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railiner

Conductor
Joined
Mar 20, 2009
Messages
8,152
Location
South Florida
Maybe Amtrak should hire me to do OBS training that would be an interesting experiment.
If that is your wish, then I hope you can fulfill it....but...I think if you did take that job, you might be in for an 'awakening', in that not everyone shares your obvious strong work ethic. Trying to change a corporate culture so ingrained, like that of Amtrak, would be a daunting task, and I fear that you might find it very frustrating. I am not saying that Amtrak can't be improved...it certainly can. But it would be a lot more difficult, if not impossible, to bring it up to the highest level...
 

Seaboard92

Conductor
Joined
Dec 31, 2014
Messages
3,637
Location
South Carolina
If that is your wish, then I hope you can fulfill it....but...I think if you did take that job, you might be in for an 'awakening', in that not everyone shares your obvious strong work ethic. Trying to change a corporate culture so ingrained, like that of Amtrak, would be a daunting task, and I fear that you might find it very frustrating. I am not saying that Amtrak can't be improved...it certainly can. But it would be a lot more difficult, if not impossible, to bring it up to the highest level...
Oh it definitely wouldn't be easy I could tell you that hands down. That being said to change the morale of the OBS you really need to improve the rest of the corporate culture. Like I've said there are plenty of issues that need to be addressed. One being the employees on the ground have little trust in management to help them, understand them, or care about their future. The way people like Mr. Stephen Gardner, and Richard Anderson cut jobs that can cause fear among the workforce which can manifest in bad customer service.
 

Nick Farr

Lead Service Attendant
Joined
Dec 25, 2019
Messages
264
Location
Michigan
We see that if we do everything to cater to our passengers because we know that without them we are all unemployed. I've never understood why a decent amount of Amtrak's employees don't understand that theory.
In the case of Private Cars, you're absolutely correct. You're there 100% for the experience, the customers are 100% paying for you to be there. (Even the car owner is ultimately a customer as well.)

On the other hand, Amtrak has several customers: Congress, States and finally passengers. The passengers the OBS see really have little influence on whether or not they continue to have jobs.

This isn't an excuse for inconsistent service or a lack of accountability, but it does begin to explain the issue
 

Palmetto

Conductor
Joined
May 12, 2014
Messages
2,033
Location
Miami
Your misty-eyed version of the Pullman's company attitude toward it employees ignores the fact that company thought of them as enslaved servants.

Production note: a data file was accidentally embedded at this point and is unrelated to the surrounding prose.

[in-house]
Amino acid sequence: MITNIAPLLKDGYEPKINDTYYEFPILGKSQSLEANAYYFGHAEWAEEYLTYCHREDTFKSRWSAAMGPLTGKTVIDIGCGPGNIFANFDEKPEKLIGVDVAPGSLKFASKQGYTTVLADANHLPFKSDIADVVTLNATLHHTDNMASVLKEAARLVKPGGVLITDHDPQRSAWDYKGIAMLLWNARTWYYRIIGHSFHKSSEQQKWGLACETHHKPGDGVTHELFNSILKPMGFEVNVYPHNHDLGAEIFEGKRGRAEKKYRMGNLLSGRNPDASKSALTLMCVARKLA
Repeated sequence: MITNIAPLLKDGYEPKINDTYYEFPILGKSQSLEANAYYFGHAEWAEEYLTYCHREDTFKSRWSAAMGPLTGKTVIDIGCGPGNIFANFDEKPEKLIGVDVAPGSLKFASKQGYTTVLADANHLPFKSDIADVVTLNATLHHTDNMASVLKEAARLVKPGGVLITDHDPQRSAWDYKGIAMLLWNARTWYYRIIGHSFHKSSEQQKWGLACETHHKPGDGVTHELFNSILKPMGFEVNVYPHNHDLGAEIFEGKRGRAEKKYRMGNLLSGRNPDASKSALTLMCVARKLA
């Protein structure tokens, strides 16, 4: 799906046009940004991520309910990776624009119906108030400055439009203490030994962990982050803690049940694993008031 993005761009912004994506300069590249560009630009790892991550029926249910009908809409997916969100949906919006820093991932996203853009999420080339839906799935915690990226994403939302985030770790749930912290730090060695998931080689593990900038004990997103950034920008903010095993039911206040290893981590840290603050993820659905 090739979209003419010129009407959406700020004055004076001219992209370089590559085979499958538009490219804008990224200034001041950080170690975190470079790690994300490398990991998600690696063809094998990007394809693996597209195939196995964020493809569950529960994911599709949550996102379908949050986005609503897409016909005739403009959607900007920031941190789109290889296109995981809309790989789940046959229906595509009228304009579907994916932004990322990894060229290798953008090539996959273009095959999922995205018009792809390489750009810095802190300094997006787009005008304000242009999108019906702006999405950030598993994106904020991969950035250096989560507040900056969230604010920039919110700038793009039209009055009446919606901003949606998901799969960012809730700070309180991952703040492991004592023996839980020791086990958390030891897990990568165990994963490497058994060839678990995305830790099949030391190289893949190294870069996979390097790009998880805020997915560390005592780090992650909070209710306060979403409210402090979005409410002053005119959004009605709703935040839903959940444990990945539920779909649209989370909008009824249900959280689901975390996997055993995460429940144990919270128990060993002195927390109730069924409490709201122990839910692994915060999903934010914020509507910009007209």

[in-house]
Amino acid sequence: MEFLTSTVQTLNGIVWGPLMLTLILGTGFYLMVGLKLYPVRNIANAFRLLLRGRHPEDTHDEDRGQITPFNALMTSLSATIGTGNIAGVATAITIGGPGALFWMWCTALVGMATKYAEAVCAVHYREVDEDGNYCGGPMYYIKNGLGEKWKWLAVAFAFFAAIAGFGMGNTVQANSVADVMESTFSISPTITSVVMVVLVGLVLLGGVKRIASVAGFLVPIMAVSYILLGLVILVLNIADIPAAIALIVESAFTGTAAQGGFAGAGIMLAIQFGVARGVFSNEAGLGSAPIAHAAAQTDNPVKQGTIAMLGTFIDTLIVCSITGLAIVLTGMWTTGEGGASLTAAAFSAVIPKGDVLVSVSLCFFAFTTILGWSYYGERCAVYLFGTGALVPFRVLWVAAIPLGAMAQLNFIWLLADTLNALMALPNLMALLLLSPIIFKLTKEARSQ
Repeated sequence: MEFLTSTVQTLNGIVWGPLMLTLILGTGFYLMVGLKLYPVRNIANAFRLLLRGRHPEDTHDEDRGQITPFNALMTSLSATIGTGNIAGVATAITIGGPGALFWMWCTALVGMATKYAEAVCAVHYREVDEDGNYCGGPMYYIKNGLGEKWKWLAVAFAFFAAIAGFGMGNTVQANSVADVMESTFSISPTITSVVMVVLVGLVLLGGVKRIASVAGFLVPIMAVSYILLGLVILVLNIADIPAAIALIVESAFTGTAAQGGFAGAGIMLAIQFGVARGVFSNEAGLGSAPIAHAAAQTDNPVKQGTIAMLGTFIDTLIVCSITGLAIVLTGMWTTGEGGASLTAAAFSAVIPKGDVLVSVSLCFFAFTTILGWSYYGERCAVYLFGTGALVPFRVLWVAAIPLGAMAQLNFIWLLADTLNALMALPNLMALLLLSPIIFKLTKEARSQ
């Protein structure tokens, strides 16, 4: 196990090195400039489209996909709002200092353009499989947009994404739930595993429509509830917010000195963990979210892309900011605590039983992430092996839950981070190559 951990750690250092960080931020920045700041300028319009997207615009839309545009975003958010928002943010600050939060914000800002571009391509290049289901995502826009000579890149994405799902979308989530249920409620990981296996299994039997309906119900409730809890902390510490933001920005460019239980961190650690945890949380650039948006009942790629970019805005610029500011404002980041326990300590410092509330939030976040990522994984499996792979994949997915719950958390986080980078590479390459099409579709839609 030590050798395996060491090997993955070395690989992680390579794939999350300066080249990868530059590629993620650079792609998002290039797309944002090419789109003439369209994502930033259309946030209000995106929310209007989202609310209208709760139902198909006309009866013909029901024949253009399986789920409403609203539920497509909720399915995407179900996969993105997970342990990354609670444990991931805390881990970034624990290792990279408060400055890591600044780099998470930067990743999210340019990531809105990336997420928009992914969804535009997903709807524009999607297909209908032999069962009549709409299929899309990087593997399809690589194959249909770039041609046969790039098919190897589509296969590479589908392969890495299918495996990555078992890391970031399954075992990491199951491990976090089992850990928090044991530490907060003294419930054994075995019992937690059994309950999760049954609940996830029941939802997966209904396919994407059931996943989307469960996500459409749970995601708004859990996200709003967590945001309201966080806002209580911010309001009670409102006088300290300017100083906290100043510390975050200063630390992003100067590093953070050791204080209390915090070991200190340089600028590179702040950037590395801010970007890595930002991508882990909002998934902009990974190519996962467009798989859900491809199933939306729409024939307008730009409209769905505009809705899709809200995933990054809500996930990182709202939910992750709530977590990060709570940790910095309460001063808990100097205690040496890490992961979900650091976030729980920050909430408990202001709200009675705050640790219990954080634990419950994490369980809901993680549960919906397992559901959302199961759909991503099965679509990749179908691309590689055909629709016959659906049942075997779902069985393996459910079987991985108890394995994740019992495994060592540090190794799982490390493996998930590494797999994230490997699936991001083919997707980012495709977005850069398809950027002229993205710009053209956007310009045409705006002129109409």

Agree totally, but that does not take away from the fact that there is no accountability anymore for some Amtrak personnel.
 

MARC Rider

Conductor
Joined
Apr 5, 2011
Messages
2,140
Location
Baltimore. MD
Agree totally, but that does not take away from the fact that there is no accountability anymore for some Amtrak personnel.
Do any of us really know what happens when a passenger complains about really bad service? Like a sleeping car attendant not making up the rooms in a reasonably timely manner, disappearing, not getting passengers ready for their stop, refusing to handle luggage, etc.? I've been riding for years, and I've never had any really bad service like that. On the one hand, I may just be lucky, but it also suggests that they do weed out the bad ones, and the people who encounter them just happen to be unlucky enough to get them before they're weeded out.
 

Nick Farr

Lead Service Attendant
Joined
Dec 25, 2019
Messages
264
Location
Michigan
Do any of us really know what happens when a passenger complains about really bad service?
Somewhere between the CSR and HR the complaint is either deemed one worthy of merit or just discounted. If I get the name of the OBS wrong, my dates of travel are off or just seem super grumpy, and I'm the only one for that trip that cared, the complaint may never get much further past the call center.

If the complaint is somewhat egregious or easily verified (ADA non-compliance issue, half the passengers for the route call) and HR doesn't intervene, it'll get noted.

Action after that depends on seniority, and at that it's only after a series of repeated complaints. After that it's up to the management at the crew base. The complaints have to be substantiated and repeated. One-offs can be written off as a case of mistaken identity. How well the employee avails themselves of the grievance process with the union and the willingness of the Union to support grievances also affects things.

The only exception to this is if the conductor makes note of the complaint and escalates it, depending on severity. Those almost always hit HR or the crew base.
 
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